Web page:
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Natural gas costs prompt feedback

February 21, 2013

WAYNESFIELD — Approximately 50 people attended a public meeting Wednesday hosted by Waynesfield Village Council members regarding the potential of bringing natural gas to the village.

Craig Mescher, of Fanning-Howey and Associates, who facilitated the meeting held at the Waynesfield-Goshen Local School auditeria, gave an overview of the project, ranging from funding to an overall estimated cost breakdown for the project.

Mescher explained the funding for the project, which would require the village to take out an estimated $4 million loan through the U.S. Department of Agriculture (USDA). The loan will require assessments on villagers over the life of the loan, prompting the most discussion and resistance to the project.

Mescher produced three options permitted by Ohio Revised Code to pay back the loan. The first option would assess equivalent dwelling units (EDU) (homes and businesses), which ultimately breaks down to a building on a developed lot, with a range of $400 to $500 a year, which would be assessed on people’s property taxes.

The second option would include all EDUs plus all open lots and ranged between $350 to $450. The third option would be based on lineal feet in front of the property would cost $300 to $400 a month.

The fourth and fifth option would allow for adding the rural community of New Hampshire into the plan and those two options averaged anywhere from $300 to $450 a month. In all, the estimates would result in an average of $25 to $42 per month over a 40 year period.

With a base rate for tie-in at $35 and an average usage cost of $30 per month, residents could expect to see a natural gas bill for a typical single family of four home to be approximately $65. No initial tap-in fee would be required as the service line would be run to the homes as part of the project. Ultimately, the preliminary costs with assessments and a the average natural gas bill would cost the typical home $100 per month.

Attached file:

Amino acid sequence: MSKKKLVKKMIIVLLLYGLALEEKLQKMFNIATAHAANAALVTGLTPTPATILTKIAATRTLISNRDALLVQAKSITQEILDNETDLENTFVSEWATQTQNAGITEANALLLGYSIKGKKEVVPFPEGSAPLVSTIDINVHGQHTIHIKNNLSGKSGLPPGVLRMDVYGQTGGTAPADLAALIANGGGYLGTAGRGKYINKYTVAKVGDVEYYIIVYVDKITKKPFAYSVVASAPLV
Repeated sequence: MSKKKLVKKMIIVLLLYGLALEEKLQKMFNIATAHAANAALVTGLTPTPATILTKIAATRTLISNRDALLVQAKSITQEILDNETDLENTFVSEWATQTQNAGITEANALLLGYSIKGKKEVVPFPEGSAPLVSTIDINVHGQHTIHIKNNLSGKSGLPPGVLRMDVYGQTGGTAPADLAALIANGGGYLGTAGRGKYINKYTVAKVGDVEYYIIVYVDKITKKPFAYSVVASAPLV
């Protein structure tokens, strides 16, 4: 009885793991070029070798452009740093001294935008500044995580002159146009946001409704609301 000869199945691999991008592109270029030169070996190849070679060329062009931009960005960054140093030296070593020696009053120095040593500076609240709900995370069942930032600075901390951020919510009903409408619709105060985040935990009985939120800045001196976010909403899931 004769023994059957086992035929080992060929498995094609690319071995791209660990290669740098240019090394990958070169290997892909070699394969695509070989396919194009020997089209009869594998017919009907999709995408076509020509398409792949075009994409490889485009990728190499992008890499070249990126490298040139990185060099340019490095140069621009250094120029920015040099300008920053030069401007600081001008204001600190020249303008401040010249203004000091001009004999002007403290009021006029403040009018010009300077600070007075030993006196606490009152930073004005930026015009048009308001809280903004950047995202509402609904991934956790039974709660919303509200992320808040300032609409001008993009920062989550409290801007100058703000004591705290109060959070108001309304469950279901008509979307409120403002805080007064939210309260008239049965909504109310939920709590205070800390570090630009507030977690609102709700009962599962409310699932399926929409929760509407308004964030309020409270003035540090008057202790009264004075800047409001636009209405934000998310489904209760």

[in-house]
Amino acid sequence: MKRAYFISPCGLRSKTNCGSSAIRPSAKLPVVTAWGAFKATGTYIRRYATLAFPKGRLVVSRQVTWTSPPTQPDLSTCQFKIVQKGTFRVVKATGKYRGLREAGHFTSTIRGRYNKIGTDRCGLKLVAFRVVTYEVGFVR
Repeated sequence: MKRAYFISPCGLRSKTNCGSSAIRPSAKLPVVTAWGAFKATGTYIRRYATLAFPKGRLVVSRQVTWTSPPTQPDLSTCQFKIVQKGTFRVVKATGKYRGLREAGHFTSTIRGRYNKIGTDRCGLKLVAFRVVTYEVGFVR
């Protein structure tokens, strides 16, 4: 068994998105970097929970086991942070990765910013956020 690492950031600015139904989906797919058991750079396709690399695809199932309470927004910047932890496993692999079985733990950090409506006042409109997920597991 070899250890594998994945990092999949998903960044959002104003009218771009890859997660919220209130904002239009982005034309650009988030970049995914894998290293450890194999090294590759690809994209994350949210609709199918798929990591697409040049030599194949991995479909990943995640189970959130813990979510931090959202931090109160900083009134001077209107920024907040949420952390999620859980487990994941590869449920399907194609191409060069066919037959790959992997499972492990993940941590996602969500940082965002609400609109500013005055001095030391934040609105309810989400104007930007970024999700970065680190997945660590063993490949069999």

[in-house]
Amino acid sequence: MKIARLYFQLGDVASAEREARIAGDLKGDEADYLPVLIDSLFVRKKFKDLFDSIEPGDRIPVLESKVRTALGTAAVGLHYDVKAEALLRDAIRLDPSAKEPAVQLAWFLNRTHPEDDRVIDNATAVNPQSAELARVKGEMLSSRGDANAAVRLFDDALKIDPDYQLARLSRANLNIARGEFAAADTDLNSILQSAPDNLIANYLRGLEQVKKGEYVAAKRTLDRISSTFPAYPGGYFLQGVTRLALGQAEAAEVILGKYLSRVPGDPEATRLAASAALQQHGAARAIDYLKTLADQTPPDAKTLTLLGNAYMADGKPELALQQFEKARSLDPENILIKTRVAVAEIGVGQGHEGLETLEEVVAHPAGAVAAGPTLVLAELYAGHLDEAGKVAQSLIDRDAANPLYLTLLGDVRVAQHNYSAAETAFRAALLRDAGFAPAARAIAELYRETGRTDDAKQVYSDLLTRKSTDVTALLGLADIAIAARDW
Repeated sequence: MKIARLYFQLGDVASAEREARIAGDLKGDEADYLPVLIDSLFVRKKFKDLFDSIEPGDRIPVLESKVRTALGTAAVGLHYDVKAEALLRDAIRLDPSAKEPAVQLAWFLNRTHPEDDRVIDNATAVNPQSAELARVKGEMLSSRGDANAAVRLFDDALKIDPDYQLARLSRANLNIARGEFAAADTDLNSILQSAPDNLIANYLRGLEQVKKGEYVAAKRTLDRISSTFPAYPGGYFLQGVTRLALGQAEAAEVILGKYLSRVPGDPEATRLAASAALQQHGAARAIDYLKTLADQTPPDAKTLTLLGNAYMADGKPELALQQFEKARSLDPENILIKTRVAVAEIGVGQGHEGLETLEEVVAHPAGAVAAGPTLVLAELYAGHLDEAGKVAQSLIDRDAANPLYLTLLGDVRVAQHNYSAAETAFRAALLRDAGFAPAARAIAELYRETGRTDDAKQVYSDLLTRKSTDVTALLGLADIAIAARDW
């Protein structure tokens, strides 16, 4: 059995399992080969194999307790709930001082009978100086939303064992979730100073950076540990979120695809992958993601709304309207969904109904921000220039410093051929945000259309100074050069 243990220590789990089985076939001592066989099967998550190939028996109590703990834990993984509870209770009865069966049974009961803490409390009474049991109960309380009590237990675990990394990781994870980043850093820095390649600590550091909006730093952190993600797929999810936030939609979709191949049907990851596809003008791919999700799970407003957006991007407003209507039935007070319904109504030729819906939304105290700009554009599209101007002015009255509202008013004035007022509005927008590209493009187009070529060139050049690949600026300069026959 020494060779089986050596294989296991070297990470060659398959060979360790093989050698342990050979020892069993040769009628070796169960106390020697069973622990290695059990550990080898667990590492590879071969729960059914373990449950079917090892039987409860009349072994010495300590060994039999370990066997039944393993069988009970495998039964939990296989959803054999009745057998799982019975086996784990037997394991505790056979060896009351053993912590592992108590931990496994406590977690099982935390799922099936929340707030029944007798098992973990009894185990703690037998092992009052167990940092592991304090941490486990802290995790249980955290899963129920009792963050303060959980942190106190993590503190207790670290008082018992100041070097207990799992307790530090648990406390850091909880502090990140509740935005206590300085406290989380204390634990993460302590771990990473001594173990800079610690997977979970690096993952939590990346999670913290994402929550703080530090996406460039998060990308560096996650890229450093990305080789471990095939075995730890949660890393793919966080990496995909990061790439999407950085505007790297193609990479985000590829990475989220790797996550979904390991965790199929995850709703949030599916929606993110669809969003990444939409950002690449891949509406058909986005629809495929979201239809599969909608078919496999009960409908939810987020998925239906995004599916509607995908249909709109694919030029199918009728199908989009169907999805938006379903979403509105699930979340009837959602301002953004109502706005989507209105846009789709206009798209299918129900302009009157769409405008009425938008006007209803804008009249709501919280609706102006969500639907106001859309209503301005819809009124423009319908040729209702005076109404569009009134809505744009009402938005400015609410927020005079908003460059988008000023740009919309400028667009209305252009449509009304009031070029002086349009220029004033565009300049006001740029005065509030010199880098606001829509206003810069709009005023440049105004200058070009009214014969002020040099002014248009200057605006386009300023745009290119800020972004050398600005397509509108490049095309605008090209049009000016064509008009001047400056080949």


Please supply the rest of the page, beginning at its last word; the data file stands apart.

Mescher said homeowners would see one-time costs to hook into the new system. In those costs included a 40-gallon water heater ($600-$800), a furnace conversion kit ($100-$150), a stove conversion kit ($100-$150), piping to the stove, water heater and furnace ($1,000). The general estimate for the one-time payment ranges from $1,000 to $2,300, Mescher said.

Mescher said homeowners could apply for assistance through CHIP, CIC or USDA to cover expenses for the one-time conversions, and explained that most in the village would qualify for the help and would have two funding cycles in which to do it. The applications are available at the Auglaize County Board of Commissioners Office.

Based on surveys, 61 percent of the homes in the village would qualify for assistance, Mescher said.

Randy Carter asked about the 25 to 33 percent variance in the assessment costs and asked when those numbers would become clearer.

“Its not possible to narrow them down much more at this point,” Mescher said. “We won’t have that exact cost until we bid it.”

He explained that based on current percentage rates, the village would borrow the money for the project at a rate of 3.125 percent, which is lower than the rate of 3.5 percent when the council first began discussing the project.

The audience provided a mix of support and disagreement with going forward with the project.

“I have been here for 85 years,” Joe Chiles said. “I think it would help a very few. If we can’t afford it, then we need to give it up. I hope this thing doesn’t pass.”

Another speaker, Sharon Ewing, felt it was an opportunity the village may need to take on.

“We had a chance to have AAP bring a factory here and we lost it because we didn’t have the utilities,” Ewing said. “When I first moved here this town had things going on. I don’t want people to move here and think this is a do-nothing town. We have to look to the future.”

Councilor Bill Motter argued that some people would not see the cost savings being predicted, using himself as an example. He said he was currently spending about $750 per year on propane keeping his home at about 65 degrees. At $100 per month for a natural gas bill, and assessments, that total would increase to $1,200.

“When do you stop on a family income that is $600 to $800 a month?” Motter said.

The discussion then went into other costs and how they should be figured in, such as supplemental costs of electric or other sources of heat. Village administrator Fred Rowe argued the costs and said the village is what can be defined as a “winter peaker.”

“Most villages reach their peak electric usage in the summer,”  Rowe said. “We are one of the few that are a winter peaker. It shows our peak usage is in the winter because of supplemental electric being used to heat homes.”

Rowe explained that the utility would make potential future growth in the village more likely.

“My goal is to have all 14 acres (of the industrial park) filled,” Rowe said.

A possible neighborhood revitalization program grant for $300,000 was also briefly discussed at the meeting, and surveys on projects were handed out to residents to what qualifying projects they may like to see be done. The village could qualify for up to $300,000 on the grant.

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